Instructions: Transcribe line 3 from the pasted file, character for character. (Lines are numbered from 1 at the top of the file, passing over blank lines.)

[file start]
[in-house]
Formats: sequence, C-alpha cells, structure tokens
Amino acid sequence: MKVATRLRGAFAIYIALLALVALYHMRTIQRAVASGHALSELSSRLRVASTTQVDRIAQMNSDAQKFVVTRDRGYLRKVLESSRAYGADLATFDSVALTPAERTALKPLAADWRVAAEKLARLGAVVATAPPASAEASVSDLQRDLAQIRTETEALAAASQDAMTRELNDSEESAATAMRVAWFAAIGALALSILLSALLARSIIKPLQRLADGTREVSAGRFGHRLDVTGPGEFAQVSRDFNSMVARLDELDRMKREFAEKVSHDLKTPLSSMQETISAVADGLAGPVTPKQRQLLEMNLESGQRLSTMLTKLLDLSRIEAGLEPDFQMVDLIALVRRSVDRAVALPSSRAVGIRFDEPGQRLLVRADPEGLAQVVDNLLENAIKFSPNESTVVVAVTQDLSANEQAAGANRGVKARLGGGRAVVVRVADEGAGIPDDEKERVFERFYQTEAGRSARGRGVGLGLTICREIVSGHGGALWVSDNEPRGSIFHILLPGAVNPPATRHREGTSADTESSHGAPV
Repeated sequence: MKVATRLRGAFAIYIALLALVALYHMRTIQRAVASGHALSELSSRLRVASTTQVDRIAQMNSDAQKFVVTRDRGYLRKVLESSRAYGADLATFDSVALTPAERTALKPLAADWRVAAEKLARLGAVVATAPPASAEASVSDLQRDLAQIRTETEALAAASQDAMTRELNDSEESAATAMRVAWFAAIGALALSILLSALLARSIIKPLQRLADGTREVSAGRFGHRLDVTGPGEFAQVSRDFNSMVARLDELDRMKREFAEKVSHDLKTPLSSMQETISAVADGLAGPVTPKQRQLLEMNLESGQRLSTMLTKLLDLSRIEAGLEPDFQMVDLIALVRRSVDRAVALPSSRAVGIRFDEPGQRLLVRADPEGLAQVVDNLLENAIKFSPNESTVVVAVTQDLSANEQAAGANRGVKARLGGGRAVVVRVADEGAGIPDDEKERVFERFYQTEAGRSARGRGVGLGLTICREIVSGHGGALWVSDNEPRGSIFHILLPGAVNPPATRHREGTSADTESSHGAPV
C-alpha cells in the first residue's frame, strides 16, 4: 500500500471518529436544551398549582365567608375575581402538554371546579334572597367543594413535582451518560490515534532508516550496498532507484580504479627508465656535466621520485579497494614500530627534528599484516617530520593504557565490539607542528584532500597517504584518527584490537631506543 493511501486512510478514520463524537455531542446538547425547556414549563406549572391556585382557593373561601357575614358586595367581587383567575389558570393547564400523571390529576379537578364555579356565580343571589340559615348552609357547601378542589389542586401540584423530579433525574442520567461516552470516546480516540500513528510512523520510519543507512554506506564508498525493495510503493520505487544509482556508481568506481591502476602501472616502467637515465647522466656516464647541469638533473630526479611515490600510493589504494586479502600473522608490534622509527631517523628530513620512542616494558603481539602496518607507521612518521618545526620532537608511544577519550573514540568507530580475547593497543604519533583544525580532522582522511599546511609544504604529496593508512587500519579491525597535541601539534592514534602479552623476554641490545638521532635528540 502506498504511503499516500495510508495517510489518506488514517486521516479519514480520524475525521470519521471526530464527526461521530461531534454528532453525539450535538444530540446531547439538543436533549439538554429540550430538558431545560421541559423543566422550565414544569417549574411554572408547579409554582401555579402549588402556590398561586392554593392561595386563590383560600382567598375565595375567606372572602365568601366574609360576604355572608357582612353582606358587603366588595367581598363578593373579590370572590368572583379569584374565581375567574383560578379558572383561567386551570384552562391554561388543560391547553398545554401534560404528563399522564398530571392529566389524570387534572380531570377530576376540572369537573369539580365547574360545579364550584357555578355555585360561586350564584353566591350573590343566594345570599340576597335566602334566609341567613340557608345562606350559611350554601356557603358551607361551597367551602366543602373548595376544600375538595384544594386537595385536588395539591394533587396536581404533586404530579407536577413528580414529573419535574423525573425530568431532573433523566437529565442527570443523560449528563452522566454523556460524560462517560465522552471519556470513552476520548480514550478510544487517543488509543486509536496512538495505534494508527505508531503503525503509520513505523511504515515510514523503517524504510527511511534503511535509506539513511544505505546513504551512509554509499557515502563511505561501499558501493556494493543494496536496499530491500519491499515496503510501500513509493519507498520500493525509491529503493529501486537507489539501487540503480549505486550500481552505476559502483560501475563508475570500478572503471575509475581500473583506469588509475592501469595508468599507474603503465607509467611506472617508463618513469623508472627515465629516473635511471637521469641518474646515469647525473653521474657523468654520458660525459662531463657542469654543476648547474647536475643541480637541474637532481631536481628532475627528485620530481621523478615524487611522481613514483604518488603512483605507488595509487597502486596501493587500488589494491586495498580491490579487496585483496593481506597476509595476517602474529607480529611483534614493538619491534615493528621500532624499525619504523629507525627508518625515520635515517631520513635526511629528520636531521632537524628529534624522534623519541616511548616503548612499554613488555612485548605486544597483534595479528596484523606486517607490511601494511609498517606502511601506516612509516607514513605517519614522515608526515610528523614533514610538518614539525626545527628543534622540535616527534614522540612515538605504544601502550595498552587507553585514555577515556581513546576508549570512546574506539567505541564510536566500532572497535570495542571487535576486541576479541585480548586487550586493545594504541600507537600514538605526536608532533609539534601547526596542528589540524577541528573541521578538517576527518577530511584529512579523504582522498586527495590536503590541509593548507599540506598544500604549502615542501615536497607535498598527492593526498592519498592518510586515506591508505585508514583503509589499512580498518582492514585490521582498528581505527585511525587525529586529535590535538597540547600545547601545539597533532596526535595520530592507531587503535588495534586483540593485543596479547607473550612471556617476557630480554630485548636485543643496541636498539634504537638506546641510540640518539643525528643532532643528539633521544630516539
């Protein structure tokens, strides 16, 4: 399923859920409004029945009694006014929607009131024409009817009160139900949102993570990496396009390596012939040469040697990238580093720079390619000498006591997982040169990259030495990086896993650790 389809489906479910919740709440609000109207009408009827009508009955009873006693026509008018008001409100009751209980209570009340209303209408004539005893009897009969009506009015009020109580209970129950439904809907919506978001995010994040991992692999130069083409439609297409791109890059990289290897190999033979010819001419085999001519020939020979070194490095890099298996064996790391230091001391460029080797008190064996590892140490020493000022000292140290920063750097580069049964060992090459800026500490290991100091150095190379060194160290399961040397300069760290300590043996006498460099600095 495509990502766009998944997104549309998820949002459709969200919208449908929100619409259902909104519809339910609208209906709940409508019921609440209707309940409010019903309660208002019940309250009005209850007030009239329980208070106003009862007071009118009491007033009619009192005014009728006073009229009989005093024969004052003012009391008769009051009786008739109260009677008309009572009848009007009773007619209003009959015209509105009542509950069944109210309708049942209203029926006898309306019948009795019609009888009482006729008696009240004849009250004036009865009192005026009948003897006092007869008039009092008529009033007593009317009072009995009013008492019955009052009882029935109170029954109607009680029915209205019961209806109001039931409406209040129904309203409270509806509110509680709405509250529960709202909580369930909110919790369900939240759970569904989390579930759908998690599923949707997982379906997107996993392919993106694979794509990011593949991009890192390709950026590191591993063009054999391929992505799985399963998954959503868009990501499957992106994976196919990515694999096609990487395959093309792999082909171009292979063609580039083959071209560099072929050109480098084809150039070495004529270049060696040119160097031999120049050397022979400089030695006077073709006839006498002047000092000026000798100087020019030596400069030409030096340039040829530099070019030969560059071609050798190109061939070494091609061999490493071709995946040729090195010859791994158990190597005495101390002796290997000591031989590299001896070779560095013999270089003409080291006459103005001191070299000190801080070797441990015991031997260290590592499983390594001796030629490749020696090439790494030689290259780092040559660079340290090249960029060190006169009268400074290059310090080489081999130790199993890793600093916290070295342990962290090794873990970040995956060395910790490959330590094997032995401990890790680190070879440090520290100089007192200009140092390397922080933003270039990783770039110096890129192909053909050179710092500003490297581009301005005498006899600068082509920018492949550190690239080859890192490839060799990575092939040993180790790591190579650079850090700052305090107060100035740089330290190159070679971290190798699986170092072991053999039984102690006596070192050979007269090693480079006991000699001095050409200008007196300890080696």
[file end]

Amino acid sequence: MKVATRLRGAFAIYIALLALVALYHMRTIQRAVASGHALSELSSRLRVASTTQVDRIAQMNSDAQKFVVTRDRGYLRKVLESSRAYGADLATFDSVALTPAERTALKPLAADWRVAAEKLARLGAVVATAPPASAEASVSDLQRDLAQIRTETEALAAASQDAMTRELNDSEESAATAMRVAWFAAIGALALSILLSALLARSIIKPLQRLADGTREVSAGRFGHRLDVTGPGEFAQVSRDFNSMVARLDELDRMKREFAEKVSHDLKTPLSSMQETISAVADGLAGPVTPKQRQLLEMNLESGQRLSTMLTKLLDLSRIEAGLEPDFQMVDLIALVRRSVDRAVALPSSRAVGIRFDEPGQRLLVRADPEGLAQVVDNLLENAIKFSPNESTVVVAVTQDLSANEQAAGANRGVKARLGGGRAVVVRVADEGAGIPDDEKERVFERFYQTEAGRSARGRGVGLGLTICREIVSGHGGALWVSDNEPRGSIFHILLPGAVNPPATRHREGTSADTESSHGAPV